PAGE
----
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Figure 2. −log P -plots of the improved and novel T2D signals around index SNPs: rs10923931, rs10965250 and rs1111875 found by fine-mapping analysis.

−Log P-value for risk-associated allele from the logistic regression model adjusted for age, sex, dialect and global ancestry (the first 10 principal components). Pairwise correlations (r2) in the 1000 Genomes Asian population are shown in relation to markers identified through fine-mapping in our sample. Squares denote genotyped SNPs; circles, imputed SNPs. Gray squares and circles denote that r2 cannot be estimated (not in 1000 Genomes). Red arrows and diamond denote the index SNP. Blue arrows denote the novel signal. The plots were generated using LocusZoom [86].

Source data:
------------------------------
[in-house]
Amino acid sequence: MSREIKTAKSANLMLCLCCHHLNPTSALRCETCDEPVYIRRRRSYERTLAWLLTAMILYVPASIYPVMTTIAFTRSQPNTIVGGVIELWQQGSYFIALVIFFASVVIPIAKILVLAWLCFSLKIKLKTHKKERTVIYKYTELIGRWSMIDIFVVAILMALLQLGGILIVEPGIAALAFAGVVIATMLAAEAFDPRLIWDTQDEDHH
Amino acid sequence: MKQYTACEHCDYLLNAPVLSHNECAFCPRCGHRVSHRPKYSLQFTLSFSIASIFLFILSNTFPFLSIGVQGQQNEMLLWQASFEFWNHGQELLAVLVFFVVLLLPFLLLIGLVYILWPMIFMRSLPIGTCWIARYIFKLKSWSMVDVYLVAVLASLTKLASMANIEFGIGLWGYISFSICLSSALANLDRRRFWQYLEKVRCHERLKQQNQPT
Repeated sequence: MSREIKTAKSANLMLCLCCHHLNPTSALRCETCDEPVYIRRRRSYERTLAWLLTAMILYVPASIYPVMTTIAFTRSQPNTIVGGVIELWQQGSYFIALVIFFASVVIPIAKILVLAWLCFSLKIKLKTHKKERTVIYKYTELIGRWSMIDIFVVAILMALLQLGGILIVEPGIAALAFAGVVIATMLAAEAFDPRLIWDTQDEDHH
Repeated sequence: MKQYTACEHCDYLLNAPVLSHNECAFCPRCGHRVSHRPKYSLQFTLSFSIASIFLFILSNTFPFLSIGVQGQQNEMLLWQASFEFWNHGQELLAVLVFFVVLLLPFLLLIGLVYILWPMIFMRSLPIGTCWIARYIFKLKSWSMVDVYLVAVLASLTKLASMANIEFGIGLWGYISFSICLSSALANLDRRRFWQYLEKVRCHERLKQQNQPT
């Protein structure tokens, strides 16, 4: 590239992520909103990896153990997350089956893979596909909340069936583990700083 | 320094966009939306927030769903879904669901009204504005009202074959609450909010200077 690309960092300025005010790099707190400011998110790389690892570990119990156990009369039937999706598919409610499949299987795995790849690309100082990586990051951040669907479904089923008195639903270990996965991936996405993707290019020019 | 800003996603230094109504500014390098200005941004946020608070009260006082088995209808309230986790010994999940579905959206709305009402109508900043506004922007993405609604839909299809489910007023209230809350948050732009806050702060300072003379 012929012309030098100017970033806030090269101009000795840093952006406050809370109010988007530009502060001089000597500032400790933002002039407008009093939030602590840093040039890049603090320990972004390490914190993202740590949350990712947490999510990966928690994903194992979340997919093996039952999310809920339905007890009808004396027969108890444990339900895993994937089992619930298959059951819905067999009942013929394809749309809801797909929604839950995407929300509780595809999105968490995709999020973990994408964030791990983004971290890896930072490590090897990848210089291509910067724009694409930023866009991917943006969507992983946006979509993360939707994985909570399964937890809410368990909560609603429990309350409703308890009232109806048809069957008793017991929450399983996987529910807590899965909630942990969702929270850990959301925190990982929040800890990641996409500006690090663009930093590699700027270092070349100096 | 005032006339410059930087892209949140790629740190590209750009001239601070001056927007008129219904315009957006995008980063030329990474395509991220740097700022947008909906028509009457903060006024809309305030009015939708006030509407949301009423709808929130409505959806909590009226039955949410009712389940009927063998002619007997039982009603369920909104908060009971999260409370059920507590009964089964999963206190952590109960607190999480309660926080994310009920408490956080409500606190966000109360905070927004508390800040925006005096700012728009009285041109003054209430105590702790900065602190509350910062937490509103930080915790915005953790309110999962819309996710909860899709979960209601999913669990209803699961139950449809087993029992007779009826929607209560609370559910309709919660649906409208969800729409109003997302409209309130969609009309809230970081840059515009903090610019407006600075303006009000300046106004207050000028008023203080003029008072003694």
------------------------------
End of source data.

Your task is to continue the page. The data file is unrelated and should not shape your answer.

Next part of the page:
https://doi.org/10.1371/journal.pone.0087762.g002